A framework for improving the quality of cancer care: the case of breast and cervical cancer screening
Department of Medicine, Division of Preventive and Behavioral Medicine
Algorithms; Breast Neoplasms; Delivery of Health Care; Female; Humans; *Mass Screening; Organizational Objectives; Outcome and Process Assessment (Health Care); Quality Assurance, Health Care; United States; Uterine Cervical Neoplasms
Community Health and Preventive Medicine | Preventive Medicine
This commentary presents a conceptual framework, Quality in the Continuum of Cancer Care (QCCC), for quality improvement studies and research. Data sources include review of relevant literature (cancer care, quality improvement, organizational behavior, health services evaluation, and research). The Detecting Early Tumors Enables Cancer Therapy (DETECT) project is used to apply the QCCC model to evaluate the quality of secondary prevention. Cancer care includes risk assessment, primary prevention, screening, detection, diagnosis, treatment, recurrence surveillance, and end-of-life care. The QCCC model represents a systematic approach for assessing factors that influence types of cancer care and the transitions between them, the factors at several levels (community, plan and practice setting) that potentially impact access and quality, and the strategies groups and organizations can consider to reduce potential failures. Focusing on the steps and transitions in care where failures can occur can facilitate more organized systems and medical practices that improve care, establish meaningful measures of quality that promote improved outcomes, and enhance interdisciplinary research.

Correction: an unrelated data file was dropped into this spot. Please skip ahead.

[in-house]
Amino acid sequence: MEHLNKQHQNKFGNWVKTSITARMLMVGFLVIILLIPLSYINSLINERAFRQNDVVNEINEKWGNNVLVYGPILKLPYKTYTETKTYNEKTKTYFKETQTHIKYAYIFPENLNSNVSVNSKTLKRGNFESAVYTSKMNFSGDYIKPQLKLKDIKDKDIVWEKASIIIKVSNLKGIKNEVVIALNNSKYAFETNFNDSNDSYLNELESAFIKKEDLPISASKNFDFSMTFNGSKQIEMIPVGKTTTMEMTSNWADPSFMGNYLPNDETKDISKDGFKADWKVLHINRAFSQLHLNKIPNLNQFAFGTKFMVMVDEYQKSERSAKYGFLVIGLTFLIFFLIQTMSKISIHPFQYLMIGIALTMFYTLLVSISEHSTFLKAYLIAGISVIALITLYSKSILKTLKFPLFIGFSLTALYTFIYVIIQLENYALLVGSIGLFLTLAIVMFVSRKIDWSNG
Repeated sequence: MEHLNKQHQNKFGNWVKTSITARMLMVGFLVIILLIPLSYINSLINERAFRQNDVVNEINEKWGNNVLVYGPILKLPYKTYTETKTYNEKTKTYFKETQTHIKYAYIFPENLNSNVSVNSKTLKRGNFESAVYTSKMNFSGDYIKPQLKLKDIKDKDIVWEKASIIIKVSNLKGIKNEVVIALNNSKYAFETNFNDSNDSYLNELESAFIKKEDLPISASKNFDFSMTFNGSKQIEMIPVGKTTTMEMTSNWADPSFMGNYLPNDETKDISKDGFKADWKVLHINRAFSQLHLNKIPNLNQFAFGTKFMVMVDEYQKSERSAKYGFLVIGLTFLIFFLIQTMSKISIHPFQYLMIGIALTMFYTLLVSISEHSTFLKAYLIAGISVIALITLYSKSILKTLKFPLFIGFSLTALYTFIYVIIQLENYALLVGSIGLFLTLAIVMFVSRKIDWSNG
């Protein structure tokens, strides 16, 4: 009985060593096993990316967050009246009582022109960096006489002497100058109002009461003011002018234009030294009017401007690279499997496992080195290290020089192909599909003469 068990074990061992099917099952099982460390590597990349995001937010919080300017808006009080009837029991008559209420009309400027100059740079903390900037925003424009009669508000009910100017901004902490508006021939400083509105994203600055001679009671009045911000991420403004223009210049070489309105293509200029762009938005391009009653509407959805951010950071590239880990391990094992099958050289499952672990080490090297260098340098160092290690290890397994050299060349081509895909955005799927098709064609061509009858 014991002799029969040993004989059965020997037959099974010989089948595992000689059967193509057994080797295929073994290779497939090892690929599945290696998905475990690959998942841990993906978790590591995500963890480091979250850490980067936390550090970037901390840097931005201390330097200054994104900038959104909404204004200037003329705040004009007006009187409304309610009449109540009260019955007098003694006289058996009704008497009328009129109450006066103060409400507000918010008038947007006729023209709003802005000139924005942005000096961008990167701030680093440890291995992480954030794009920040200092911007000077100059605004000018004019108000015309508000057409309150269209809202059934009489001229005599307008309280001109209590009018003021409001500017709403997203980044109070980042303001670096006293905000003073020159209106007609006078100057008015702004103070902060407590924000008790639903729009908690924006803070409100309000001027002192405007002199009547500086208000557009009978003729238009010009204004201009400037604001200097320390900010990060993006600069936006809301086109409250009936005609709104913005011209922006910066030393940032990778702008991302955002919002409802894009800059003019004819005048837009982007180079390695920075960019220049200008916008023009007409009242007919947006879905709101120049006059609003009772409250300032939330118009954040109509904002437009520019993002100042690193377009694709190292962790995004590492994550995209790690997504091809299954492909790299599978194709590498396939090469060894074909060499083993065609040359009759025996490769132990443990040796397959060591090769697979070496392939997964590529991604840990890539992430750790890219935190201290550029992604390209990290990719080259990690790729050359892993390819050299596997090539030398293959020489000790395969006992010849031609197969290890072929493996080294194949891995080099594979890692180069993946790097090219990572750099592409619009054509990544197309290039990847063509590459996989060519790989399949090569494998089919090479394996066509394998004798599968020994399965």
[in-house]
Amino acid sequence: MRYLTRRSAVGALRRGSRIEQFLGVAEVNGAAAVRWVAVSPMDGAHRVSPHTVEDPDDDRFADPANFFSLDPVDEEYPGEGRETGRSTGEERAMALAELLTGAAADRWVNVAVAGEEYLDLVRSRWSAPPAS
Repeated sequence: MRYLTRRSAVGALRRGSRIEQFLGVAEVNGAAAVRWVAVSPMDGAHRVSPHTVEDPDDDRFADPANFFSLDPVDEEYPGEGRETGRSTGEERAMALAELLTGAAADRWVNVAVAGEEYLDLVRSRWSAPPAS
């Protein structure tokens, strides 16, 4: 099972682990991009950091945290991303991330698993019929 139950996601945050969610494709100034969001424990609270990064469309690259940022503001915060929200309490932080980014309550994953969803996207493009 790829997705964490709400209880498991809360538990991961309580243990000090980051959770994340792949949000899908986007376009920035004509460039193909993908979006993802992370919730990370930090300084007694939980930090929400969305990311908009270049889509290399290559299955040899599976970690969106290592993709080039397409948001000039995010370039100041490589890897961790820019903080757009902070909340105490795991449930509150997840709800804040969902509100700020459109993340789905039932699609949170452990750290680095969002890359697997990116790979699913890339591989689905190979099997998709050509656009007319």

Cancer Epidemiol Biomarkers Prev. 2003 Jan;12(1):4-13.
Cancer epidemiology, biomarkers and prevention : a publication of the American Association for Cancer Research, cosponsored by the American Society of Preventive Oncology
Zapka, Jane G.; Taplin, Stephen H.; Solberg, Leif I.; and Manos, M. Michele, "A framework for improving the quality of cancer care: the case of breast and cervical cancer screening" (2003). Open Access Articles. 341.